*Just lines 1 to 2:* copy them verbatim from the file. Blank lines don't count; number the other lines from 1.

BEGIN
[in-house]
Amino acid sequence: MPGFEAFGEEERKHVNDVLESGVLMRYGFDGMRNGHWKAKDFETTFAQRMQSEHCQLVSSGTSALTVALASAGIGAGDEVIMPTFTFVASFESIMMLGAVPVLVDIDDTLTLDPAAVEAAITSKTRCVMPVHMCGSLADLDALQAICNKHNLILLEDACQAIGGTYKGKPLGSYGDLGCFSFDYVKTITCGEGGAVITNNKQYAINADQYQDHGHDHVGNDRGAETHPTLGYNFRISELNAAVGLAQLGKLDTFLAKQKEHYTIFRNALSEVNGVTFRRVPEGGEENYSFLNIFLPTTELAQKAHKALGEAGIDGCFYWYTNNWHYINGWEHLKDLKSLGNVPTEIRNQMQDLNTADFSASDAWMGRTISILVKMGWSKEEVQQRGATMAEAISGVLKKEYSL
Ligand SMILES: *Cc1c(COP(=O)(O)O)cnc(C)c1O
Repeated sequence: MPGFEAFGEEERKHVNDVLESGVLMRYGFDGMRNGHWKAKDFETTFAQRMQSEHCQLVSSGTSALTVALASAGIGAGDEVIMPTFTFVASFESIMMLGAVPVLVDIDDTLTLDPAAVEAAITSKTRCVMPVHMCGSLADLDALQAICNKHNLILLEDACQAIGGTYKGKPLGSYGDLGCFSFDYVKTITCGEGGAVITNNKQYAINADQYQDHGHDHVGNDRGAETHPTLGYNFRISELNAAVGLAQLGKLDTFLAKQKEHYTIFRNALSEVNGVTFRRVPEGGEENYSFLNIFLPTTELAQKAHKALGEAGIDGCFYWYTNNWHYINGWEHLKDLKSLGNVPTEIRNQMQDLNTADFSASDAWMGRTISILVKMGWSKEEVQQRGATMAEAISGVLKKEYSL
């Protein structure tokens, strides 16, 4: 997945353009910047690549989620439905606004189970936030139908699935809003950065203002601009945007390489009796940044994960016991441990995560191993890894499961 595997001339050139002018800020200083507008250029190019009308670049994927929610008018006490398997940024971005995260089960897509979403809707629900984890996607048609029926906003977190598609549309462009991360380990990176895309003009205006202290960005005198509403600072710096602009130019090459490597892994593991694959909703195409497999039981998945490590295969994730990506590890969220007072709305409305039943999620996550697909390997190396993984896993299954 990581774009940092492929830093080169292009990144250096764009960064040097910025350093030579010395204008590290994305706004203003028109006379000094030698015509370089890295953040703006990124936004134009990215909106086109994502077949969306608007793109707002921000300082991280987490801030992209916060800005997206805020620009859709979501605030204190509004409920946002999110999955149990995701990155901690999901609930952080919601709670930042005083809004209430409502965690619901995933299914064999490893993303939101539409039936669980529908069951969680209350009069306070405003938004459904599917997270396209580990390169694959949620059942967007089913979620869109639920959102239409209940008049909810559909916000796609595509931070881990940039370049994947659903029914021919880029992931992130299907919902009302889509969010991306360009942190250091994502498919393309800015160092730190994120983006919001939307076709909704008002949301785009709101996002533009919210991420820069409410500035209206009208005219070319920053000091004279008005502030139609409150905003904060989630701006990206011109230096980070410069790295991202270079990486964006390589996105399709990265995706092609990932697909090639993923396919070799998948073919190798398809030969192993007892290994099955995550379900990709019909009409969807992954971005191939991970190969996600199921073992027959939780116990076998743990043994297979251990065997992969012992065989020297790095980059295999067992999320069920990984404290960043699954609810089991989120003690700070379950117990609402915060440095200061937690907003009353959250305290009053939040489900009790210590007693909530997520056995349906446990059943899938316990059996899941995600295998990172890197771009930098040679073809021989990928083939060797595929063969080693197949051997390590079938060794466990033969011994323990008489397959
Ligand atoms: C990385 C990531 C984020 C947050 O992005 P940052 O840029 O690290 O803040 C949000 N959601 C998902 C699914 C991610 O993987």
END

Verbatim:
[in-house]
Amino acid sequence: MPGFEAFGEEERKHVNDVLESGVLMRYGFDGMRNGHWKAKDFETTFAQRMQSEHCQLVSSGTSALTVALASAGIGAGDEVIMPTFTFVASFESIMMLGAVPVLVDIDDTLTLDPAAVEAAITSKTRCVMPVHMCGSLADLDALQAICNKHNLILLEDACQAIGGTYKGKPLGSYGDLGCFSFDYVKTITCGEGGAVITNNKQYAINADQYQDHGHDHVGNDRGAETHPTLGYNFRISELNAAVGLAQLGKLDTFLAKQKEHYTIFRNALSEVNGVTFRRVPEGGEENYSFLNIFLPTTELAQKAHKALGEAGIDGCFYWYTNNWHYINGWEHLKDLKSLGNVPTEIRNQMQDLNTADFSASDAWMGRTISILVKMGWSKEEVQQRGATMAEAISGVLKKEYSL